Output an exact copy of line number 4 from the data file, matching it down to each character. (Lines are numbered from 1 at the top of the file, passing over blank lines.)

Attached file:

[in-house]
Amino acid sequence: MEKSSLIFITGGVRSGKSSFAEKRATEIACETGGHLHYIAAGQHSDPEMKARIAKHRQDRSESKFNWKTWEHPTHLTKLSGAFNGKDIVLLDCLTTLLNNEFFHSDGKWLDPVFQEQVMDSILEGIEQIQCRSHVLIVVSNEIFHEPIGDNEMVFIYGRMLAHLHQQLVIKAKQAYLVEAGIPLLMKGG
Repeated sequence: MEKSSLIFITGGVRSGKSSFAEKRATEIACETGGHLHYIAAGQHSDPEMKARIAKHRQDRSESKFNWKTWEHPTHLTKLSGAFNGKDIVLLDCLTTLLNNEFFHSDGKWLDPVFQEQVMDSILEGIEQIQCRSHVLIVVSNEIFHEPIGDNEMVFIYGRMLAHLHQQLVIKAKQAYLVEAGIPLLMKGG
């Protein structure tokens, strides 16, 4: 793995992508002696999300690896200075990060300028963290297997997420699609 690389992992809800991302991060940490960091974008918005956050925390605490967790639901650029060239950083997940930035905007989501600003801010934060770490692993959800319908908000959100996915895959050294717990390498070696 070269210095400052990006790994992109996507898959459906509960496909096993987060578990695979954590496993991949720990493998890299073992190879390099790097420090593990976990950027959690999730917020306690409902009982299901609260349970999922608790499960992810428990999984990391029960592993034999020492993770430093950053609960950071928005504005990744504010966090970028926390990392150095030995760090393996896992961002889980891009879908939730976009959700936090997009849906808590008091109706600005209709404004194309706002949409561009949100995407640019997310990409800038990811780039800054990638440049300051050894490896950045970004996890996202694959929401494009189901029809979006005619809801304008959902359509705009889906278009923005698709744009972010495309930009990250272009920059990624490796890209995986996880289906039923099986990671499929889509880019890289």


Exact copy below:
């Protein structure tokens, strides 16, 4: 793995992508002696999300690896200075990060300028963290297997997420699609 690389992992809800991302991060940490960091974008918005956050925390605490967790639901650029060239950083997940930035905007989501600003801010934060770490692993959800319908908000959100996915895959050294717990390498070696 070269210095400052990006790994992109996507898959459906509960496909096993987060578990695979954590496993991949720990493998890299073992190879390099790097420090593990976990950027959690999730917020306690409902009982299901609260349970999922608790499960992810428990999984990391029960592993034999020492993770430093950053609960950071928005504005990744504010966090970028926390990392150095030995760090393996896992961002889980891009879908939730976009959700936090997009849906808590008091109706600005209709404004194309706002949409561009949100995407640019997310990409800038990811780039800054990638440049300051050894490896950045970004996890996202694959929401494009189901029809979006005619809801304008959902359509705009889906278009923005698709744009972010495309930009990250272009920059990624490796890209995986996880289906039923099986990671499929889509880019890289």